• Is there enough space for friends or family to visit? Plenty of comfortable and spacious seating is an important part of making sure you have an inviting and comfortable space for visitors.
  • Is there natural light? Where’s the sun? While the basement often feels like the most logical place for a remodel, you may want to consider a space with more natural light and accessibility. Windows and easy access to the outdoors can help improve mood and keep you connected to the outside world.
  • Is it accessible? If you won’t be on the main or ground floor, you may want to consider your future accessibility needs like an elevator, lift or ramp.
  • How quickly can you start clearing the space? Get started as soon as you can. Once Jonathan landed on the space above his garage (his former workshop), it took another 3 months to clean out.

The design & planning process

  • Find an experienced team (designer/architect and contractor). It’s important to find a team that has experience designing/building accessible spaces. Jonathan’s professional background as an architect allowed him to design the space with his own goals in mind and then work with contractor to bring his plans to life.
    • Tip: Not sure where to start? Jonathan recommends calling your local American Institute of Architects chapter for a list of architects with experience in designing accessible homes. Talk to multiple designers and contractors about your goals (and budget) to find the right one for you.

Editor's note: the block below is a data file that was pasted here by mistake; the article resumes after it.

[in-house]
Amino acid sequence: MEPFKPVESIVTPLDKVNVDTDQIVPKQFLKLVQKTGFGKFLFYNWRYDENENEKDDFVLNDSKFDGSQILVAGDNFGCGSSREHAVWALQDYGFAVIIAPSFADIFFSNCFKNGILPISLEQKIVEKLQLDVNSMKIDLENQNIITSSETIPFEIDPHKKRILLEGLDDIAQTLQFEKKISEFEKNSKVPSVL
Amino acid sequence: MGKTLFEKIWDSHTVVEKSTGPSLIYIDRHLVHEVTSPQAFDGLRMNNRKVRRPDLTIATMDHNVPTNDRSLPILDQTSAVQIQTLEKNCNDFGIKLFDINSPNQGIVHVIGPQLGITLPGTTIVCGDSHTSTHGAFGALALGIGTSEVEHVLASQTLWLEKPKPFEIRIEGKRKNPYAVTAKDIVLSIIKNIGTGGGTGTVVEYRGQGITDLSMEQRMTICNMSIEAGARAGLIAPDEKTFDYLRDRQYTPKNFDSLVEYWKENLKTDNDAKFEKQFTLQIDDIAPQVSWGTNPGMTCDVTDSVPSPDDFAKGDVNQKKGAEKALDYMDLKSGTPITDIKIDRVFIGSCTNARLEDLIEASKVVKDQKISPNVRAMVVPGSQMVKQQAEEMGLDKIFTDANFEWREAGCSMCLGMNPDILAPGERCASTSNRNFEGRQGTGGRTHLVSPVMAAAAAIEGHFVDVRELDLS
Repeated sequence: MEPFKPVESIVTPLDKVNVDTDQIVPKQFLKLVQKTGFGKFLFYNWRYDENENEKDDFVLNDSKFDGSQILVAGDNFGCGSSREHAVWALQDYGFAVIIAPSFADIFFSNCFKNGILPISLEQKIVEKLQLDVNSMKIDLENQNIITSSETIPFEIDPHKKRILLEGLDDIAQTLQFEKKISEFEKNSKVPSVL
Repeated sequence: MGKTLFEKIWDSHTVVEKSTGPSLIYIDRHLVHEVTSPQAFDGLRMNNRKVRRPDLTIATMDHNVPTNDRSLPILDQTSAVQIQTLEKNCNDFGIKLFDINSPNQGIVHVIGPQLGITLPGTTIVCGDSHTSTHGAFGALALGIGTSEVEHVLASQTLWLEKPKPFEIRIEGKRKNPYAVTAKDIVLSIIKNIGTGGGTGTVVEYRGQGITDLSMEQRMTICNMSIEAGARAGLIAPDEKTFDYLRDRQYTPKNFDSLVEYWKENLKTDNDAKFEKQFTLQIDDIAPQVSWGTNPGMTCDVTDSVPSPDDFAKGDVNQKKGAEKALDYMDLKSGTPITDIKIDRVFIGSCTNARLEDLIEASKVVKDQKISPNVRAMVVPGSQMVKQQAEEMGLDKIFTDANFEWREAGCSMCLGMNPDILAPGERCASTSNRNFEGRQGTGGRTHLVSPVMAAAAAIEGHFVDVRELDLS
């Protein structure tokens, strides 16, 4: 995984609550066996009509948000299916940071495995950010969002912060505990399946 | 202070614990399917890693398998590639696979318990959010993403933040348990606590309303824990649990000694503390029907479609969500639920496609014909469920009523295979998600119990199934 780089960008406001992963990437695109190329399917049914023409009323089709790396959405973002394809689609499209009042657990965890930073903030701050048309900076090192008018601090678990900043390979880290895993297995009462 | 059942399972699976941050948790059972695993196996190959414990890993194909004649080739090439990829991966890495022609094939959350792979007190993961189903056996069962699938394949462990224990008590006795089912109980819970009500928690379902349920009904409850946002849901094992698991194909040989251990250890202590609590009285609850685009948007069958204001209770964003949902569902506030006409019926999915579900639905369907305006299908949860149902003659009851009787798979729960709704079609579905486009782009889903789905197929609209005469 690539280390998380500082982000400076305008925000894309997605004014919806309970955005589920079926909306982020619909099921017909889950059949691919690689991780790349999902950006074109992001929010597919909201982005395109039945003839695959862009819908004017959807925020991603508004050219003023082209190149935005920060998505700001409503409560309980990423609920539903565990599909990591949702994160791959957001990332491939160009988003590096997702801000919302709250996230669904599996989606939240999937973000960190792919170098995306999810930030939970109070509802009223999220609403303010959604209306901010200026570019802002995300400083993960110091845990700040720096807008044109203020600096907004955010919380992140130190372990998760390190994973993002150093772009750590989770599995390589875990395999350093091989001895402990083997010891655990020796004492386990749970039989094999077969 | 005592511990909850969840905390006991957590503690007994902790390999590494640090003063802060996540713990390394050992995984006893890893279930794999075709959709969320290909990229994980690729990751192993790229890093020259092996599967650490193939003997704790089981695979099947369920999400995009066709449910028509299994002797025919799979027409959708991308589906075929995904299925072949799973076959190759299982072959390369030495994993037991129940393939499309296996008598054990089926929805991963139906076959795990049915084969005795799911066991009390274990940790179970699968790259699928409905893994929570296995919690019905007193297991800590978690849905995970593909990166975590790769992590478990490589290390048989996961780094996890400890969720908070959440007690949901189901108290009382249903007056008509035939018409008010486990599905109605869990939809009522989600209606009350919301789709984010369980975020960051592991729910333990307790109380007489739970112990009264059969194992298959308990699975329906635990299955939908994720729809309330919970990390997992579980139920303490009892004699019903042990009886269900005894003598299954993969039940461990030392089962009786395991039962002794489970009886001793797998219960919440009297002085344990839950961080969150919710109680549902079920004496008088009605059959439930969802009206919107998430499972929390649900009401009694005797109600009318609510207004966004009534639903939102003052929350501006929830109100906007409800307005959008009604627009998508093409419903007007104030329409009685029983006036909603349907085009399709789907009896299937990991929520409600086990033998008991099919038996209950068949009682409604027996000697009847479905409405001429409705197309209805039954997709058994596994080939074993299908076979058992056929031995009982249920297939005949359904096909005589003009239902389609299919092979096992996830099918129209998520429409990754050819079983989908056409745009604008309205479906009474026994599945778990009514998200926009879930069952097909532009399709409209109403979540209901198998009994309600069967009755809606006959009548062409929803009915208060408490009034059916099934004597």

• Design a flexible space. Think about how your needs may change over time. While you might not need a hoist or lift in your bedroom or shower now, you should plan the space to accommodate for that need in the future. Ask your caregivers for recommendations. How would they set up the shower? The bedroom?
  • Utilize smart technology. Talk to an IT person about how you could use the latest in smart home technology (thermostats, security systems, lights, blinds, etc.) to make day-to-day life around your house easier. Here are a few suggestions.

Jonathan’s approach, in a nutshell:

  • Think: Write down your goals and what you want to accomplish
  • Plan: Hire someone (designer/architect) who can plan on paper
  • Act: Get your team together, scheduled and organized so the project is least intrusive on your living environment

Jonathan’s “Garaj Mahal” is still a work in progress, but check out this first look:

Ruth Super from The Institute for Human Centered Design recently designed a home (from scratch) for a person and family living with ALS. She weighed in with her advice:

  • “Know your budget, prioritize and try to remove barriers first. If you do need to remodel, find a contractor that you trust, are comfortable with and who can handle flexibility. Make sure you get at least 3 quotes. Be very clear with your designer and/or contractor what your priorities are and of time constraints that you are aware of.”
  • She also recommended the Massachusetts State Home Modification Loan Program. This program provides loans (up to $30,0000 for mobile home owners and up to $50,000 for home owners) to people with medical issues and who need to modify their homes so that they can stay in them. The loan will be re-payed on the sale of the house and can be accessible to landlords if there is a renter who has a medical condition that requires modifications. In Ruth’s experience, the $30,000 should cover the cost of a ramp to get into the home and a bathroom modification. Or it could provide a stair chairlift, widening of a couple of doorways and replacing flooring.

Are you considering or have you started remodeling your home? Join the PatientsLikeMe community to share what you’ve learned about the process and what you wish you’d known before you started.